Year Organiser Reports
I am not aware of any significant problems with INF1 courses.
There has been a preliminary investigation into the possibility of running the programming exams in IS labs, so that we can accommodate all of the students at the same time. The COs have advised that this may be possible, but that it would be too risky to attempt in time for this year's exams. The investigation will continue, hopefully allowing any environment to be trailed live in the labs before making a decision on it its use for exams next year. This year's courses will require two separate exams.
A single discussion forum has been established for all first year courses, but the take-up has been negligible - possibly due to login problems (IS), or more likely, the confusion surrounding the various communication options in general.
The staff/student liaison meeting was useful and identified a number of small issues. However, it has been very difficult to get student participation - none of the reps responded to the initial call, and only two were present at the meeting (hopefully, this simply indicates that the students are all happy!) Minutes are here: http://bit.ly/TiZVW7
The UG2 courses are proceeding well and the new course DMMR has now settled down. There was a staff student UG2 liaison committee meeting last week.
The SSLC meeting was organised recently. Course lecturers were not invited as it was felt that it would make it easier for the reps to air their concerns. There was some trouble getting the student reps to sign up -- in the end the meeting was attended by only one student rep. Interestingly, one of the points raised in the meeting was regarding the usefulness of SSLC meetings, given weekly student rep meetings which have been going well.
There was one complaint about the use of objective-C in CSLP coursework; the claim was that it was difficult to develop using objective-C on a non-mac machine. The issue was conveyed to the course lecturer who disagreed and gave enough justification for this. Nevertheless, the lecturer would re-evaluate the use of objective-C in next year's offering.
There was a couple of more complaints about the lack of (useful) tutorials for IAML and the DBS courses. Feedback was passed to the respective lecturers. The DBS lecturer agreed to this but cited the lack of financial resources for holding DBS tutorials.
Finally, there was an issue with the AILP course where the course lecturer couldn't return the first assignment marked scripts on time. The student argued that the 2nd assignment was dependent on the first, so the 2nd assignment's due date was extended by a week.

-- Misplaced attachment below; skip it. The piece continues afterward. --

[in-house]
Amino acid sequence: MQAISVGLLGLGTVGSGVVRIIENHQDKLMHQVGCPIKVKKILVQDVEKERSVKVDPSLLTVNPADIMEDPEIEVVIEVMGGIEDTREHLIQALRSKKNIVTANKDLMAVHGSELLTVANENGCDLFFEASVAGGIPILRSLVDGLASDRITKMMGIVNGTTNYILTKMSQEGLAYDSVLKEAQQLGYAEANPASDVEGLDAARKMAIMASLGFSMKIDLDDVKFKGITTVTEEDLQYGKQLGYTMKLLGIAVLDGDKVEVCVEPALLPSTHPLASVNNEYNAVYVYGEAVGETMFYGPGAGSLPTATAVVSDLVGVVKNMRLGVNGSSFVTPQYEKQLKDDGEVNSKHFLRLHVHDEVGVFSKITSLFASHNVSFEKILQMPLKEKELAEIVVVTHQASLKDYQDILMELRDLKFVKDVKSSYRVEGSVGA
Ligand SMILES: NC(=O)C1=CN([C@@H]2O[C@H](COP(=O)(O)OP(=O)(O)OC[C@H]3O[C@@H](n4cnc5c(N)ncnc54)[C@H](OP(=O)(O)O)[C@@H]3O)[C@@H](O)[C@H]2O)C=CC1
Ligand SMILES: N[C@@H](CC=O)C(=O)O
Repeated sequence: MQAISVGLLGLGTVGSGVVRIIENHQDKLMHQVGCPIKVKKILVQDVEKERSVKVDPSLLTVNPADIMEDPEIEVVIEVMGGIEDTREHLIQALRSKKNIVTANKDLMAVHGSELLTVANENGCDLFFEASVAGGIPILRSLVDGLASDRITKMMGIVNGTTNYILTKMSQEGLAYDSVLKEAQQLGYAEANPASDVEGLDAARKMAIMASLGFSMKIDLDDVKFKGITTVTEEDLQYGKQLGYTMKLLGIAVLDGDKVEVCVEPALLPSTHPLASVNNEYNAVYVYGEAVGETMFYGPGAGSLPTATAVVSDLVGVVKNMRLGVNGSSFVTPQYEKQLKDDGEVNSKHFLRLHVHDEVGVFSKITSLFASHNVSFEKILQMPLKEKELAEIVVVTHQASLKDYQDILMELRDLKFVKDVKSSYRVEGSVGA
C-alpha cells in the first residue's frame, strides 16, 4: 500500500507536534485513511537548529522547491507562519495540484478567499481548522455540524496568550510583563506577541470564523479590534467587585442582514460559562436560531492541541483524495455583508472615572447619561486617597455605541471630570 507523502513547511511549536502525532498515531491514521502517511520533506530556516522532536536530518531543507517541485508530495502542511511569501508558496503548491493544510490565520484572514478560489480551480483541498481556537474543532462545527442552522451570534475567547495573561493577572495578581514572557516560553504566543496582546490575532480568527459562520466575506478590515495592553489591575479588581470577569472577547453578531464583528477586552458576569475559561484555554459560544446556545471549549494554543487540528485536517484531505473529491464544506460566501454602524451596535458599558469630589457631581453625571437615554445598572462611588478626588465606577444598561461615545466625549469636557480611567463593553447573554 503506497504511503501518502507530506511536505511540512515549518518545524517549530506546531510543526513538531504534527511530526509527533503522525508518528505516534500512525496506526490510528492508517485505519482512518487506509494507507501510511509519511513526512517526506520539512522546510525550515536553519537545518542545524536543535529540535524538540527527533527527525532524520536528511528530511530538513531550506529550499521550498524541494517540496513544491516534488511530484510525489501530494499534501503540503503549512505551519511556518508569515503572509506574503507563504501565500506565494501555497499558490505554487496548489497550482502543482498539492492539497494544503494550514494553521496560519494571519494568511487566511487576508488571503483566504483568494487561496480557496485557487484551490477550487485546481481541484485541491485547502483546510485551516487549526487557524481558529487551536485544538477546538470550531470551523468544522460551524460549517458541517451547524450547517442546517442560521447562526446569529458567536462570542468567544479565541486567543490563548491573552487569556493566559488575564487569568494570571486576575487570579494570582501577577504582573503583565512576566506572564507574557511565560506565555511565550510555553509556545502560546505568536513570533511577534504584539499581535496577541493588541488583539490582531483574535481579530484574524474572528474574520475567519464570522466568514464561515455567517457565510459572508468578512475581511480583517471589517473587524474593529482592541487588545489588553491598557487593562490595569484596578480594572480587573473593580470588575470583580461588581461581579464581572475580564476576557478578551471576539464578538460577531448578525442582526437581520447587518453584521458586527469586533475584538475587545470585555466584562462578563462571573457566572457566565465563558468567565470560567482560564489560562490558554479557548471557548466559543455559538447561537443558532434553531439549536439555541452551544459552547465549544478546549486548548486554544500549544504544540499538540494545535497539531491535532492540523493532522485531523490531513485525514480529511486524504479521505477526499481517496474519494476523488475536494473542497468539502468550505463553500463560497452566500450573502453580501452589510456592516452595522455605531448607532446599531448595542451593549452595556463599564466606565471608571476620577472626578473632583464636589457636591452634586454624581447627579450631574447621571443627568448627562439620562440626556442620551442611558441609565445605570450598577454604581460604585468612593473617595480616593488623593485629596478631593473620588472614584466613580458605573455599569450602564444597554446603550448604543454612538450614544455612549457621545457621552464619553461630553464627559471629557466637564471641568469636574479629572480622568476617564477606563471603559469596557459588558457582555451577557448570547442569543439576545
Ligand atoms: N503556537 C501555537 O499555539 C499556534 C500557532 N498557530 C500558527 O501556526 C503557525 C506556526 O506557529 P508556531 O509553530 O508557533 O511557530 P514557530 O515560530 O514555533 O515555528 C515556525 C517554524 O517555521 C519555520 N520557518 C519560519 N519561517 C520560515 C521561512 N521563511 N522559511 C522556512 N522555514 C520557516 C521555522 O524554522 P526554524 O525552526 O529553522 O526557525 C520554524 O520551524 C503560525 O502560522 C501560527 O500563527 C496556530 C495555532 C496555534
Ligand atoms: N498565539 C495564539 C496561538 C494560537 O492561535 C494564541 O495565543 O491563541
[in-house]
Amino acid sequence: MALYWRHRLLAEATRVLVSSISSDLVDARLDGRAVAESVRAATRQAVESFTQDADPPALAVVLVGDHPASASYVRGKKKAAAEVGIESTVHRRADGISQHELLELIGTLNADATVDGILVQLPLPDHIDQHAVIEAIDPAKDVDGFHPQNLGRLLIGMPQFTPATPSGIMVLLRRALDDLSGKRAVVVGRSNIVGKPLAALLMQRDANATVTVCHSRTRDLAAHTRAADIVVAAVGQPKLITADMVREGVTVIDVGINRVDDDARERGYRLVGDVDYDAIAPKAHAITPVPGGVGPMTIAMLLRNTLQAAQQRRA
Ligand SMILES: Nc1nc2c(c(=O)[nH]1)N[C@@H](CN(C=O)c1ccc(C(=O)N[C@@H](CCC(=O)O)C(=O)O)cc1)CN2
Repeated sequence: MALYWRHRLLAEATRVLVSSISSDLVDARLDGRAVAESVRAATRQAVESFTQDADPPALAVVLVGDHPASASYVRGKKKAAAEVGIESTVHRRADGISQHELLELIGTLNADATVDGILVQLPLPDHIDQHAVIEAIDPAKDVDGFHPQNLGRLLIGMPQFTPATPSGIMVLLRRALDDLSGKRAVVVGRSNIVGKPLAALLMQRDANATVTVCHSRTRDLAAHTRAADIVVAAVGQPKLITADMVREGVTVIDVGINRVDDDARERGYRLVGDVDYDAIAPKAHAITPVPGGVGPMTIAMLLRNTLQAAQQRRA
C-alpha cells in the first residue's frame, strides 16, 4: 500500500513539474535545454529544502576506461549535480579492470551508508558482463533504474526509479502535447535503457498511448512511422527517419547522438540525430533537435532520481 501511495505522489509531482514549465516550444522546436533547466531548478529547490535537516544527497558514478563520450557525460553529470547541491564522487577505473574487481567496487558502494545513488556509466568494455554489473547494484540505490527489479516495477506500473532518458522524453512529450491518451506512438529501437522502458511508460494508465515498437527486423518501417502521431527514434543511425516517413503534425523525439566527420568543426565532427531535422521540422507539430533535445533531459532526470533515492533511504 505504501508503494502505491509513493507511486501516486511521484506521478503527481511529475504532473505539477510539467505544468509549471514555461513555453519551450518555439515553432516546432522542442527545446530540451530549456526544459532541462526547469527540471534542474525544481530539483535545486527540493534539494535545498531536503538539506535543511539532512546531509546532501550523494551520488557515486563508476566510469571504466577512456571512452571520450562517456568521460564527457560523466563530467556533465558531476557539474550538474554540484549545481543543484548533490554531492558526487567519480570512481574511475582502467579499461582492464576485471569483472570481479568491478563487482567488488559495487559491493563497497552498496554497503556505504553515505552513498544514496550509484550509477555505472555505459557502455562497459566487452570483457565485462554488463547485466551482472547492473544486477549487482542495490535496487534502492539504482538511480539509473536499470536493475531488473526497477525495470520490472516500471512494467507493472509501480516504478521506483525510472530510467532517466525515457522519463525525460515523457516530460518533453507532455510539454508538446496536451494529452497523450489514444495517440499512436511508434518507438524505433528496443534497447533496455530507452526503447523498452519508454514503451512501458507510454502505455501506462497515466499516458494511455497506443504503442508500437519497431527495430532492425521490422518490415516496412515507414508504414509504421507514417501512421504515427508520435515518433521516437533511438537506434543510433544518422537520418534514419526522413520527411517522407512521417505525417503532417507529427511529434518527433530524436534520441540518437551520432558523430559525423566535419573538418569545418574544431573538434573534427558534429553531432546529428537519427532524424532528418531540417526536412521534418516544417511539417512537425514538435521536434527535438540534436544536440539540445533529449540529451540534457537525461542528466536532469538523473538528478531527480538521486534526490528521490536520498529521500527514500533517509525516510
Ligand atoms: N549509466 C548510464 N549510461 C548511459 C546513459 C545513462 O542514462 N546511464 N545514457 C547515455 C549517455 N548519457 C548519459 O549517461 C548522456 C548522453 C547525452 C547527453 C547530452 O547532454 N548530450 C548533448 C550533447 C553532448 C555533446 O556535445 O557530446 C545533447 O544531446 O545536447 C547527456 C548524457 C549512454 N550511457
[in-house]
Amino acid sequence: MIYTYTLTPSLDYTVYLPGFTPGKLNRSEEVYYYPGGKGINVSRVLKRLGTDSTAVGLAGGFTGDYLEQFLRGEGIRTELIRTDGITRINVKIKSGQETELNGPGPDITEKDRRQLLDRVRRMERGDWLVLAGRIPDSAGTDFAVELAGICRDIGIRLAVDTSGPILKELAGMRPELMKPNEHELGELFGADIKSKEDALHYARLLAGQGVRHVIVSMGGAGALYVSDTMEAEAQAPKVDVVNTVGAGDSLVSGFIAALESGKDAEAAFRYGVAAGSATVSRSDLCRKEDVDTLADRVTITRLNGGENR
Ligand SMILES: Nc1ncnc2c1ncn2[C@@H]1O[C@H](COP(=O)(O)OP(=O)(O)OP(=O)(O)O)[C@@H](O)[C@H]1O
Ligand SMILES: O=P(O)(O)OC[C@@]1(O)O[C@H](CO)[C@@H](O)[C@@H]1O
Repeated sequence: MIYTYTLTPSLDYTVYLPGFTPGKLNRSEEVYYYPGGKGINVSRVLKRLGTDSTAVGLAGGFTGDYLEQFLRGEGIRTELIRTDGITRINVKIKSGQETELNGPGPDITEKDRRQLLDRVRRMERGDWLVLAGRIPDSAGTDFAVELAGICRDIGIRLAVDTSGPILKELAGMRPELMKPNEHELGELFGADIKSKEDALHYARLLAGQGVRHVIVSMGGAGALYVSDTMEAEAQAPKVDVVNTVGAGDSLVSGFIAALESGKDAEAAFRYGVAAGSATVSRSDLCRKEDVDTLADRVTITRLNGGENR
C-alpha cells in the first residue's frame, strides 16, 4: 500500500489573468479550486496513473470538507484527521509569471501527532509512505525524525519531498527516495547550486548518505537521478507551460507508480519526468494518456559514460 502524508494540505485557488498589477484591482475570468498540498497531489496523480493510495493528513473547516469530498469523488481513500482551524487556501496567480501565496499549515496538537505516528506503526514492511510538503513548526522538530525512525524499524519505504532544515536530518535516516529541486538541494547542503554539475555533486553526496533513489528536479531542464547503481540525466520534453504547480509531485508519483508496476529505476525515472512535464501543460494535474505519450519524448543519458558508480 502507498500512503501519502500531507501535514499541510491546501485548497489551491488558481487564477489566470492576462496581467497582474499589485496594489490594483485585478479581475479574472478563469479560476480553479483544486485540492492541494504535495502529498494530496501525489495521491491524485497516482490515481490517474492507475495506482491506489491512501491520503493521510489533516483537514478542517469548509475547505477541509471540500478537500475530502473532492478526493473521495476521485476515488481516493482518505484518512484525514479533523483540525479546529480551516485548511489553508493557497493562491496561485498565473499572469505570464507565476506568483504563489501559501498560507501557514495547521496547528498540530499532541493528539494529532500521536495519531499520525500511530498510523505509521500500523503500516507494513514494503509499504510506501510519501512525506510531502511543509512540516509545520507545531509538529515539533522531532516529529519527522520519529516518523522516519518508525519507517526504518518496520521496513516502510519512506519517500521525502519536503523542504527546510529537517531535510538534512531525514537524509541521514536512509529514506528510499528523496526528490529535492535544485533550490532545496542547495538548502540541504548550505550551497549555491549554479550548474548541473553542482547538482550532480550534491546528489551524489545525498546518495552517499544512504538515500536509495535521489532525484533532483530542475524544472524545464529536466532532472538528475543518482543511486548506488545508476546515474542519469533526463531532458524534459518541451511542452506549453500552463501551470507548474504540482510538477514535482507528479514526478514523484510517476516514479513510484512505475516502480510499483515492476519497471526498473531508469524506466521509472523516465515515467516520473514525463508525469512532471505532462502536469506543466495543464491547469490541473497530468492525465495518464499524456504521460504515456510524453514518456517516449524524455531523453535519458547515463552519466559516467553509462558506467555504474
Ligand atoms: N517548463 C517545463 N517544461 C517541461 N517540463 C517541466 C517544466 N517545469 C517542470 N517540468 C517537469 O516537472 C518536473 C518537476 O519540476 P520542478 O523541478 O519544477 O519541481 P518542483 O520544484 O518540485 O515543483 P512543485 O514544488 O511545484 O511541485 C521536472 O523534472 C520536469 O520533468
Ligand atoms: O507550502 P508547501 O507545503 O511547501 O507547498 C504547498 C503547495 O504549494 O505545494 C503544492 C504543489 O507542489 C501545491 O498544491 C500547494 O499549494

The second half of semester 2 has proceeded fairly smoothly for the ug4 year. There have been some issues with coursework deadlines and extensions of those - we will have to plan a bit better next year.
We had a good SSLC meeting in week 9 with some of the class reps (Stan Manilov and Youri Tan) and also the School reps (Zsolt Ero and James Hulme). Their feedback on the teaching and courses in semester 1 was mainly quite positive, with compliments for a few lecturers. It does seem that the weekly Director of Teaching meetings have been useful in ironing out smaller problems as they happen.
Only other thing to note is that Don Sannella's enhanced monitoring of the ug4 projects (this including the possibility of referring projects to Don after the 2nd meeting), is a good thing.
Generally things seem to be going well.
A few students dropped PMR late in the semester, to take another course next semester. We should try to do a better job of warning these students of the required background. Both through course descriptors, and possibly per-specialism, "how-to-prepare" web pages.
There have been a lot of complaints about ANLP this semester, with more detail than I can go into here. There have been concerns from some PPLS students who struggle with the programming background. Other general issues include often not knowing what is expected on assignments or in the exam, and different expectations and apparent lack of coordination between lectures delivered by 5 different people. My initial recommendation for next year (necessarily uniformed, as an outsider) include: 1) disfavour resourcing courses with 3-way faculty splits; 2) lecturers could state more about what is expected in assignments: rough indication of depth expected (students like to hear an indication of number pages, despite the short comings of such a description), whether credit is available for exceptional effort (how much?), or whether a straightforward answer can get full marks.